Consumer advocates are reminding veterans that you don’t have to pay someone to file disability claims.

“Some dishonest businesses set their sights on the monetary benefits veterans get for their service, especially with the passing of the PACT Act, which expands VA benefits and health care for veterans exposed to burn pits and other toxic substances,” wrote the Federal Trade Commission in a recent consumer alert.

“Scammers also try to get in your good graces by emphasizing — maybe even stretching the truth about — their time in service,” the alert stated.

That could mean a hefty financial burden for veterans, said Marty Callaghan, deputy director of benefits and claims services for the American Legion.

“I’m glad the FTC did that, because these folks are out for profits,” Callaghan said. “They charge too much money for their services, especially when veteran service organizations like the American Legion, VFW and DAV and the others can provide these services for free.”

For the last fiscal year, the American Legion alone helped veterans get $16 billion in benefits, Callaghan said. “Multiply that by all the other veteran service organizations,” he added.

The VA can help veterans find a VA-recognized organization or a VA-accredited individual to help them file a claim. The VA advises veterans to ask up front whether they will have to pay any money.

In some cases, predatory companies charge 500% to 600% of the monthly benefit the veteran receives. So if, for example, a veteran receives a monthly benefits increase of $1,000, the veteran would owe the company $5,000 to $6,000 “right off the bat,” he said. Veterans sign a contract, but may not realize the cost.

“We’re working with Congress and other veteran service organizations to try to get this problem taken care of. It’s gotten worse since the pandemic started,” Callahan said. “These companies are making millions of dollars off of our veterans.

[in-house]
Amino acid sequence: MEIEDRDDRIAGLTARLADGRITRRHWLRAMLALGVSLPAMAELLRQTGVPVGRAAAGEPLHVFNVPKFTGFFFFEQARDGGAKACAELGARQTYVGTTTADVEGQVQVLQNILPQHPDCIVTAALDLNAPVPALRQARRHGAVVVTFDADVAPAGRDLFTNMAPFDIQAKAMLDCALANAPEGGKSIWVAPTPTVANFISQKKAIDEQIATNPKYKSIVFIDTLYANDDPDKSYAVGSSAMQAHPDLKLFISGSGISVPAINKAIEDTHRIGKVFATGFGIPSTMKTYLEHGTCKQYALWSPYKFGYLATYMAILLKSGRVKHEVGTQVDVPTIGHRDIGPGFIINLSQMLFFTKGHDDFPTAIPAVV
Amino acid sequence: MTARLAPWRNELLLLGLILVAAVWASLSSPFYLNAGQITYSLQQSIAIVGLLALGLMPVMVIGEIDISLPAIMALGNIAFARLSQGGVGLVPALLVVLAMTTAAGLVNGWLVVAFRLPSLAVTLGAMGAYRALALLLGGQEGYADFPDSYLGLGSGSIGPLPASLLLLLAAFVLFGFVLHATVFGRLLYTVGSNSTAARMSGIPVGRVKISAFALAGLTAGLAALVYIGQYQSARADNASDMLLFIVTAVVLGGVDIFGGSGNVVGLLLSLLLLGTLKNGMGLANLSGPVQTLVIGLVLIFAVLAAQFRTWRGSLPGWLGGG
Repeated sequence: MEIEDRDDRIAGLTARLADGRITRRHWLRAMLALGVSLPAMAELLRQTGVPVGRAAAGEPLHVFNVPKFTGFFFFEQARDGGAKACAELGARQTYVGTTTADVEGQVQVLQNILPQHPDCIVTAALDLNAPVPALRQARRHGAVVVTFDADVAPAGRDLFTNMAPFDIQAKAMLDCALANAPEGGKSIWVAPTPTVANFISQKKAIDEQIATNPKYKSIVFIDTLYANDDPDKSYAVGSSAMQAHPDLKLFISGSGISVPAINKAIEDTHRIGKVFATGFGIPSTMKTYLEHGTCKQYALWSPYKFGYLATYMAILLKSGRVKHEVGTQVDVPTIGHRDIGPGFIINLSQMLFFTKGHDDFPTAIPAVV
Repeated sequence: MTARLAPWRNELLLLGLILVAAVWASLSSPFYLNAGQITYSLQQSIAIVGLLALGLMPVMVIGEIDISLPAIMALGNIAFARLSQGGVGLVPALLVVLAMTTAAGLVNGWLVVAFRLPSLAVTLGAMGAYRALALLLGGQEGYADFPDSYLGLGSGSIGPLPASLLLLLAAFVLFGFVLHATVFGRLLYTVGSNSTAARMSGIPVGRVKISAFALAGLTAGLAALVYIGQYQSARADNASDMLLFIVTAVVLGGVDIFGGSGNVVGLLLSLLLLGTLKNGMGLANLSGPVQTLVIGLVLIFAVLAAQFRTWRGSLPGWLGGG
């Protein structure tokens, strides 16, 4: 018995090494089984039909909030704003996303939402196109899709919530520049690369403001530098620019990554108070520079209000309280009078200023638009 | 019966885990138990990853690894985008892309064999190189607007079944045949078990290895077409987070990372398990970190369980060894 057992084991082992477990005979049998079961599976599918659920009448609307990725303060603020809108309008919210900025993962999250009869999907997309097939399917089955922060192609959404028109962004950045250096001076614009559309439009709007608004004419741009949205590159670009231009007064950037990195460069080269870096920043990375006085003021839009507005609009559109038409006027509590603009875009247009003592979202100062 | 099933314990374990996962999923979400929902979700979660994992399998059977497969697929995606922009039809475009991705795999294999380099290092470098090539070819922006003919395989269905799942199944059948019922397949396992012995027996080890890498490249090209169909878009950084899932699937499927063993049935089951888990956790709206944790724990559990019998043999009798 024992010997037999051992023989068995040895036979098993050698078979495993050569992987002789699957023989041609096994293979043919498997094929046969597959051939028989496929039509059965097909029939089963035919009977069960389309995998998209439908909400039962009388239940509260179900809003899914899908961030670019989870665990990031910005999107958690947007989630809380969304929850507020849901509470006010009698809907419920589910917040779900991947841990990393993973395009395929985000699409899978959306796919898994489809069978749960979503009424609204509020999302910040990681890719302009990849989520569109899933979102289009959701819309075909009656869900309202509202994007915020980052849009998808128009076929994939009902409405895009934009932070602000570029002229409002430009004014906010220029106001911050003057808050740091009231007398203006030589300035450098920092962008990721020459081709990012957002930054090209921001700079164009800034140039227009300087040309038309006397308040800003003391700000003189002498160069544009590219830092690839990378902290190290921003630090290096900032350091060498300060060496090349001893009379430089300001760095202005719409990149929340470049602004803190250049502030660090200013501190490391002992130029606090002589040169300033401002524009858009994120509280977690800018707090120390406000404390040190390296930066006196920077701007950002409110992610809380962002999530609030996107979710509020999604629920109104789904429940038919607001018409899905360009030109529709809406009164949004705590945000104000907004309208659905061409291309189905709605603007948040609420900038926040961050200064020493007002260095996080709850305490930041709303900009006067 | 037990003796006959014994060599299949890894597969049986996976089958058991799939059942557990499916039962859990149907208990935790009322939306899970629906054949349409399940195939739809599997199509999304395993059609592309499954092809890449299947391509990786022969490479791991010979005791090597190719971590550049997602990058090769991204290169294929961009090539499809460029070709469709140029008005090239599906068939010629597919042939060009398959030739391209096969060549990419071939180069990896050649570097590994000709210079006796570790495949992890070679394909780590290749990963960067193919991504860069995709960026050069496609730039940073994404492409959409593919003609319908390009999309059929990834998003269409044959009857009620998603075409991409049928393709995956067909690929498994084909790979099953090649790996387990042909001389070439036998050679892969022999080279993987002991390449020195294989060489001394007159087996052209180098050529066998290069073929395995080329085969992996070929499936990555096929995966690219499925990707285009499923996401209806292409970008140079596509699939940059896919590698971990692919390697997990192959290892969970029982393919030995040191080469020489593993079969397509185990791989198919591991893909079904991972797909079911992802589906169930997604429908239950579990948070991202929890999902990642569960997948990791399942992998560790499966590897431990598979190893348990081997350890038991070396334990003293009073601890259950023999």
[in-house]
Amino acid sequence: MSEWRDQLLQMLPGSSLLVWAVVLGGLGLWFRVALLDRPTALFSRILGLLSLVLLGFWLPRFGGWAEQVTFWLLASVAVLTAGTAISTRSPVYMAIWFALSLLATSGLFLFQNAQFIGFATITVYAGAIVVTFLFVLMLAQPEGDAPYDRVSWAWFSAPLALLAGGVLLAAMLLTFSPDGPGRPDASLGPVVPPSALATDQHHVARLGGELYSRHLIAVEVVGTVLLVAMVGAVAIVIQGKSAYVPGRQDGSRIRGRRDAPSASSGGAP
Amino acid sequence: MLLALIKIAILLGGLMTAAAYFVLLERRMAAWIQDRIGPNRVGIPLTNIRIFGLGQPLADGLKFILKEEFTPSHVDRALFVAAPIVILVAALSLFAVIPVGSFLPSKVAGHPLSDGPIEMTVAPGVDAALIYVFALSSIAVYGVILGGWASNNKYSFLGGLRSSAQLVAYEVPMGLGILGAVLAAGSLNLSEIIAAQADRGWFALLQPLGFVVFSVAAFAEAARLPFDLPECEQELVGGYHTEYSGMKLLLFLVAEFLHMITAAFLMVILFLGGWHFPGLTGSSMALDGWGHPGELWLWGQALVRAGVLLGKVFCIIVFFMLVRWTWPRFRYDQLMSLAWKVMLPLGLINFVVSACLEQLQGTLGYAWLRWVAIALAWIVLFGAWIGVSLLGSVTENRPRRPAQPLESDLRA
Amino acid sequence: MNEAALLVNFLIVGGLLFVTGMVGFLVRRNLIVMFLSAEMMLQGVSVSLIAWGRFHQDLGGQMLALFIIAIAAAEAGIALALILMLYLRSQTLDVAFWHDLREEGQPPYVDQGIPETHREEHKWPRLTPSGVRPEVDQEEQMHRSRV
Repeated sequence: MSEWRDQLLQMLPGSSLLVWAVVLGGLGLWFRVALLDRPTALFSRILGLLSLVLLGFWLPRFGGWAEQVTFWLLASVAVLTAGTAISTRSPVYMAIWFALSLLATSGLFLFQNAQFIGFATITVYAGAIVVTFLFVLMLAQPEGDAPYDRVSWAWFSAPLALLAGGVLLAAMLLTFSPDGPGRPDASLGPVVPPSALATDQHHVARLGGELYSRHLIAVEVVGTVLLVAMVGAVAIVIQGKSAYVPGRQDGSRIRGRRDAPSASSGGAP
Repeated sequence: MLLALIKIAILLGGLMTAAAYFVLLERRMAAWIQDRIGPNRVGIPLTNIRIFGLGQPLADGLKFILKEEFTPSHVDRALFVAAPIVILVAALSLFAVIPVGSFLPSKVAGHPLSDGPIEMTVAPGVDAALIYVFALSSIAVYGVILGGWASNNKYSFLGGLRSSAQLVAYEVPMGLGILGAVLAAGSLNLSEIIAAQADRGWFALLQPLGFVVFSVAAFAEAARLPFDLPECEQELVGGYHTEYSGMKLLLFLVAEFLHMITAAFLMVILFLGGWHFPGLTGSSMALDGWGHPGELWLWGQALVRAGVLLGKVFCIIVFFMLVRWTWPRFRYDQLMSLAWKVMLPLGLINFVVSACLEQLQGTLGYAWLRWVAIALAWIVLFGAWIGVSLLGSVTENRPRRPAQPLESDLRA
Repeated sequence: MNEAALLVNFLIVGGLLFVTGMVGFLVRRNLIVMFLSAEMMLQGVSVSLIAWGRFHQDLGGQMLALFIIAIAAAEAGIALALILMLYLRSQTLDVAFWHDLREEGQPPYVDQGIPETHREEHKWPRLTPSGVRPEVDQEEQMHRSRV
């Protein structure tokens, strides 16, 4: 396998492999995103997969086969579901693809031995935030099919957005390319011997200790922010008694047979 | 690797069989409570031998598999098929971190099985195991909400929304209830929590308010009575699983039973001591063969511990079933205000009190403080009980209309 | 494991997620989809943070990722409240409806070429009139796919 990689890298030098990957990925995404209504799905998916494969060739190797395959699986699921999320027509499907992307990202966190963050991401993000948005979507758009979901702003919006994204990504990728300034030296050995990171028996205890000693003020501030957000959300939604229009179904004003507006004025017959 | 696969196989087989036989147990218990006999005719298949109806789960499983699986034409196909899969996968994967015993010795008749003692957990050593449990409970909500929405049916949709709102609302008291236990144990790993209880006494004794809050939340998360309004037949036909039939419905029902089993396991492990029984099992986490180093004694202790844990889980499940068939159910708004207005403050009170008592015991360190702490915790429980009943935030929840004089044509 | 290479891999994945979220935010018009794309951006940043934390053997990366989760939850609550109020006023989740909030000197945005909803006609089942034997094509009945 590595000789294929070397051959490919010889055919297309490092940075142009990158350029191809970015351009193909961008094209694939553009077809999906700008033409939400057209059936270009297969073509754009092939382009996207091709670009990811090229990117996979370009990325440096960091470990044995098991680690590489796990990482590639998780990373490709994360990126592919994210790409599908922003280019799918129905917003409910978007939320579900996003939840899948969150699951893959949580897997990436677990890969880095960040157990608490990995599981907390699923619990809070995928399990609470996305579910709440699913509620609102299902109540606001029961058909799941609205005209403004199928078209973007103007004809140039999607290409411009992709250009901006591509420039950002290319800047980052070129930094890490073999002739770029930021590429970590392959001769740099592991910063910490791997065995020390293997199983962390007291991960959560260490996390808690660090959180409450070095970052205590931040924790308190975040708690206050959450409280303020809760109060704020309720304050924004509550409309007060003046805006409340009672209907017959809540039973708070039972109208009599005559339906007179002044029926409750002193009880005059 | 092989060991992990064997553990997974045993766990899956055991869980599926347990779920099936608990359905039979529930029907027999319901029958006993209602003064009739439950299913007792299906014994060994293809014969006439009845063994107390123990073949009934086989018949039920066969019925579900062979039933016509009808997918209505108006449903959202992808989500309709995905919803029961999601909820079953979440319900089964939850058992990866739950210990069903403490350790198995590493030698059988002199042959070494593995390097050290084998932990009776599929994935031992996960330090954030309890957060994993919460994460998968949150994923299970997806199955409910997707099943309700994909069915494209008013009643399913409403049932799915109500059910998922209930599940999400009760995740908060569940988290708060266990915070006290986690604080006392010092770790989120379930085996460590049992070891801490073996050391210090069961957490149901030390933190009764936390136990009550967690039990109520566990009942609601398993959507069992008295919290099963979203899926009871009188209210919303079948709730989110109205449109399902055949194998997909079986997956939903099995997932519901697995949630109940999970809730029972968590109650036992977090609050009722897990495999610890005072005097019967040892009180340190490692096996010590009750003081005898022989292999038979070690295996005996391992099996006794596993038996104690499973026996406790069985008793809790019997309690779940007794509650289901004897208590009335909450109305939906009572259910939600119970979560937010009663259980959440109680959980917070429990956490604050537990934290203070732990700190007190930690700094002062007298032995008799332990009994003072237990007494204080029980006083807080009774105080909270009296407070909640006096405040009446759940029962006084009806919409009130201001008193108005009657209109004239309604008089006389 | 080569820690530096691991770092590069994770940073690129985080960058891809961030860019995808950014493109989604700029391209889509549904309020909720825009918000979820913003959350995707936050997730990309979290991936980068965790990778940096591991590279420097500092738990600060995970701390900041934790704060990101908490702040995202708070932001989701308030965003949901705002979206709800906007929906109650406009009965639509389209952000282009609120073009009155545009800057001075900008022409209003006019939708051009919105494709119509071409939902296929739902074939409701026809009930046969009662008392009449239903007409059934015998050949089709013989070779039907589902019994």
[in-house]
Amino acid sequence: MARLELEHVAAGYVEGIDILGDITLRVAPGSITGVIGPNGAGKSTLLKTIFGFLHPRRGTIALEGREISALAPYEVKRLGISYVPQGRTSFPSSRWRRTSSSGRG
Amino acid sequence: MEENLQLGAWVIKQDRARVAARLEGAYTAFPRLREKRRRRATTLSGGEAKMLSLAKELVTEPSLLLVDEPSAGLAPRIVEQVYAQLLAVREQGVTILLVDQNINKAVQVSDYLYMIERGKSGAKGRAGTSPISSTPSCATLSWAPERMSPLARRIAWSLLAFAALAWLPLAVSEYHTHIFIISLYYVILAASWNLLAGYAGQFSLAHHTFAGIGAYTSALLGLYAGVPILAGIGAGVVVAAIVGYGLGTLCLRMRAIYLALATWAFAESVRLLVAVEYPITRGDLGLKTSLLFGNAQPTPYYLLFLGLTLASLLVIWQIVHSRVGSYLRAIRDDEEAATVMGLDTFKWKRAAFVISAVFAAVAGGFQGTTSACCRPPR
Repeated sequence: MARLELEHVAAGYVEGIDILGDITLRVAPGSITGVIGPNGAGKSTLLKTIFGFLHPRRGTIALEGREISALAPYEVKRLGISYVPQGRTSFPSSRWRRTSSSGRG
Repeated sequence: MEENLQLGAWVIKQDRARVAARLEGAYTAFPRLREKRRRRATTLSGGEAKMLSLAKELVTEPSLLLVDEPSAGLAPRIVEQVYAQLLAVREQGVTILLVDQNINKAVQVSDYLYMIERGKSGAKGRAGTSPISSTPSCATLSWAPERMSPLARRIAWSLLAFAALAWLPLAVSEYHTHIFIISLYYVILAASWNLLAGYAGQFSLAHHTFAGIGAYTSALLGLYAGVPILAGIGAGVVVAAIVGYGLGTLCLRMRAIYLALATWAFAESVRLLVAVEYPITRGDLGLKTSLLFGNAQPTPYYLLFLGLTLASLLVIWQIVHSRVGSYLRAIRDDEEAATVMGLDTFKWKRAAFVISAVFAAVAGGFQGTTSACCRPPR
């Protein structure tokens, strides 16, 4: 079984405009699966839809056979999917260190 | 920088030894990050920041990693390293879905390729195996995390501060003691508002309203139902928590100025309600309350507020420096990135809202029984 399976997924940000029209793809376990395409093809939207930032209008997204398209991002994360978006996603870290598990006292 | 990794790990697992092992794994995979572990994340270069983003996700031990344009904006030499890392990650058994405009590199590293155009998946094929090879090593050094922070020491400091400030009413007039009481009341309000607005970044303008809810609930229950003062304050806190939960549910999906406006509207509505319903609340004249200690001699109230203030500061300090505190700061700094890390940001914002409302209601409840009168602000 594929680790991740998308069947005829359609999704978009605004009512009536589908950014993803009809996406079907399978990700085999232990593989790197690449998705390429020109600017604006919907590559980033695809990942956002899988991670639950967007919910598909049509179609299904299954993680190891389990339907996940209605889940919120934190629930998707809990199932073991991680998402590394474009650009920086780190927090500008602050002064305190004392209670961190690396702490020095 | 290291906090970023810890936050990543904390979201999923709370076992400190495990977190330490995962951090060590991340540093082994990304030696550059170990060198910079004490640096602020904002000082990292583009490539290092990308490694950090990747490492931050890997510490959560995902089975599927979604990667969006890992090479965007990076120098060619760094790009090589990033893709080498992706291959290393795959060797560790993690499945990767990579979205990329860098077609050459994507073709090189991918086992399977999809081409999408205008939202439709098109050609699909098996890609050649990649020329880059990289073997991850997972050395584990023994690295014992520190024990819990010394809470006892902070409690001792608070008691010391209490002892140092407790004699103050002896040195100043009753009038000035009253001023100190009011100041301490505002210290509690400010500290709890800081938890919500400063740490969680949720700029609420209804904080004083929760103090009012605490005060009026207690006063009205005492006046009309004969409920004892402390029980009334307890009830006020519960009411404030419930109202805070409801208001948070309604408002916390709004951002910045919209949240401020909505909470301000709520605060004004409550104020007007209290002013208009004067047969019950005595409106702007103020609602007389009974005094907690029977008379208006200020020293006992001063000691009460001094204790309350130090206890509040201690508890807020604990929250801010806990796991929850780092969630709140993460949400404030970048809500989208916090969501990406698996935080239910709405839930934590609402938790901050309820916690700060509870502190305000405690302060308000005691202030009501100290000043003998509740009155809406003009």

“They’ve turned veterans’ disability benefits into a for-profit venture,” he said.

The Promise to Address Comprehensive Toxics Act, better known as the PACT Act, expands and extends eligibility for VA health care for veterans with toxic exposures and veterans of the Vietnam, Gulf War, and post-9/11 eras. It adds more than 20 additional presumptive conditions for burn pits, Agent Orange and other toxic exposures, and adds more presumptive-exposure locations for Agent Orange and radiation.

Those include 12 types of cancer and 12 other respiratory illnesses linked to burn pit exposure in the Gulf War and the wars in Iraq and Afghanistan; hypertension and monoclonal gammopathy of undetermined significance (MGUS) for veterans who served in Vietnam; and radiation-related illnesses for veterans who served in several new locations in the 1960s and early 1970s.

With presumptive conditions, veterans don’t have to prove that their service caused the condition. They just have to meet the service requirements for the condition.

Within 75 days after the PACT Act was signed into law, the VA had received 112,949 new applications for disability claims related to the new presumptive illnesses. VA will start processing the claims in January.

These additional presumptive conditions unfortunately may make veterans even better targets for predators, Callahan said.

“Veterans are easy pickings for predators,” he added.

The disability claims filing process is separate from one provision of the PACT Act, which allows lawsuits against the federal government specifically in relation to harm caused by exposure to contaminated water at Camp Lejeune.

Legal advertisements about Camp Lejeune water contamination have been flooding the air waves and mailboxes since the PACT Act was signed into law.

Capitol Hill Bureau Chief Leo Shane contributed to this report.

Karen has covered military families, quality of life and consumer issues for Military Times for more than 30 years, and is co-author of a chapter on media coverage of military families in the book "A Battle Plan for Supporting Military Families." She previously worked for newspapers in Guam, Norfolk, Jacksonville, Fla., and Athens, Ga.

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